|dc.description.abstract||This thesis provides an attempt to explore the notions of fairness and trust building with employees and customers in Islamic banking. The study was designed: (1) to examine the associations between fairness and trust building and branch performance; (2) to understand the role of branch-level control systems in the relationships between fairness-and-trust and organisational performance; and (3) to understand the rituals and symbols of two Islamic banks with regard to building fairness and trust. This research undertakes a survey and qualitative interviews to examine the questions. The study highlights a number of findings. Employee trust, customer fairness and customer trust have a main effect on organisational performance. This means building employee trust as well as customer fairness and trust is important in improving performance. The absence of a main effect of employee fairness is to some degree curious, but the interaction of employee fairness with control systems indicates that aligning this element of fairness with the appropriate control is significant. To test the robustness of this finding, residual analysis was undertaken. In residual analysis, a regression line is drawn where employee trust, employee fairness, customer trust and customer fairness are the dependent variables and in turn control systems the independent. The further a branch score is from this line or benchmark model, the greater the residual. This residual is then regressed against performance as the dependent variable in a separate regression. This thesis finds that the deviations from the benchmark model alignment have significant negative association with performance. This implies that the greater deviation from the alignment between EFT building and control system use has a detrimental performance implication. Similarly, for customer fairness and customer trust, the results indicate that the positive deviations from the benchmark alignment between CFT building and the intensity of use of control systems have significant positive association with performance. This thesis concludes that aligning the relationships of both customer and employee (along the dimensions of trust and fairness) with control systems has important implications on performance. This study then interviewed branch managers, shariah members and senior executives of the two Islamic banks. Thirteen interviews in one bank and three interviews in the other bank were coupled with archival documents of organizational policies. This study used Simons’ control levers framework to explore how belief systems and boundary systems could operate in Islamic banking. In particular, it has contributed to the framework by examining religious values and principles as sources of both beliefs and boundary systems. Also, by highlighting some of the practices in Islamic banks, such as aqad and doa’, the study helps our understanding on the role of rituals and symbols in bonding customers and employees to a bank. In particular, religious values and principles, and the history of the organization have some influence on building and bridging to customers and employees. Morning meetings were an important control mechanism used by branches in both banks. However, branch managers vary in ways of conducting the meeting across branches and within banks in terms of what agenda to be given priority and how to conduct the morning meeting. While both banks place emphasis on rituals and symbols albeit with some differences in practice and extent, they were relatively lacking in anticipating customer hardship. There were differences in the way each bank positioned itself in the market as well as the emphasis on each financial product. Further, both banks portrayed a different “flavour” of symbols and rituals related to religious-bound activities. This can be interpreted as part of effort to differentiate themselves from the competitors. The symbols and rituals were used to provide credibility to the constituents by giving impression that Islamic banks have been practising the espoused values of Islam. Shariah Committee and the related Shariah unit/department in the bank’s structure was established to ensure each bank was following certain Islamic principles based on the shariah. Through zakat (alms giving) and other religious programmes, Islamic banks had benefited by portraying the image of Islamic organisations. These symbols in a way help Islamic banks to enhance their social face in attaining the social objective in line with societal expectations. The study was confined to the data of only two Islamic banks due to the access given. All 13 Islamic banks in Malaysia were contacted but only two accepted. The ability to generalize the results of the study is limited by the analysis of only the two Islamic banks. However, on a positive note, the limited scope allows a richer study of both banks. Thus, it provides a detailed study on control systems of Islamic bank. Both Islamic banks in this study were among the earlier batch of Islamic banks in Malaysia. Apparently, there exists an opportunity for conducting future study which includes the new breed of Islamic banks which were established as subsidiaries of conventional banks. The differences in history and organisational culture of the two groups may provide an interesting comparative study.|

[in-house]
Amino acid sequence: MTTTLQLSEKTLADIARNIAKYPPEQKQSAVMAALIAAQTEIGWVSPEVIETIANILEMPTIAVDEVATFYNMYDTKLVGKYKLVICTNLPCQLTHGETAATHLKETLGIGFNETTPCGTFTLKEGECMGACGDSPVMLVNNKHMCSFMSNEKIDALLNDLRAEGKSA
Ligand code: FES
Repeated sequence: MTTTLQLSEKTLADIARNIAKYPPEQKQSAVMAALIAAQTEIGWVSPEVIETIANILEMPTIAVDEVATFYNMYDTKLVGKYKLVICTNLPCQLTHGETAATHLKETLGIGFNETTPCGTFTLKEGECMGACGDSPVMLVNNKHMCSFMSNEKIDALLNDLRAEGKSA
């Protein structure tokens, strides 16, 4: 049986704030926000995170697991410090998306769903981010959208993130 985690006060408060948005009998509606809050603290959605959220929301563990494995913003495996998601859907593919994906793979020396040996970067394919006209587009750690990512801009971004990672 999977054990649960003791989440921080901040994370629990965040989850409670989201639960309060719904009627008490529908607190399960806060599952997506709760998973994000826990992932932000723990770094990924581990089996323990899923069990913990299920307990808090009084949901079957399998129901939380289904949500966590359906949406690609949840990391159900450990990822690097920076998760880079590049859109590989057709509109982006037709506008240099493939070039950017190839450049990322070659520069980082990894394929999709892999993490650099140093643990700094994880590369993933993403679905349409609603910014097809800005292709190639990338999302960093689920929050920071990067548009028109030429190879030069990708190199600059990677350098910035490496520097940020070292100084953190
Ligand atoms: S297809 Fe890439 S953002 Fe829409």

|dc.publisher||University of Otago|
|dc.rights||All items in OUR Archive are provided for private study and research purposes and are protected by copyright with all rights reserved unless otherwise indicated.|
|dc.subject||Management control system|
|dc.title||Control Systems, Fairness and Trust in Islamic Banking|
|thesis.degree.discipline||Accountancy and Finance|
|thesis.degree.discipline||Accountancy and Finance||en_NZ|
|thesis.degree.name||Doctor of Philosophy|
|thesis.degree.grantor||University of Otago|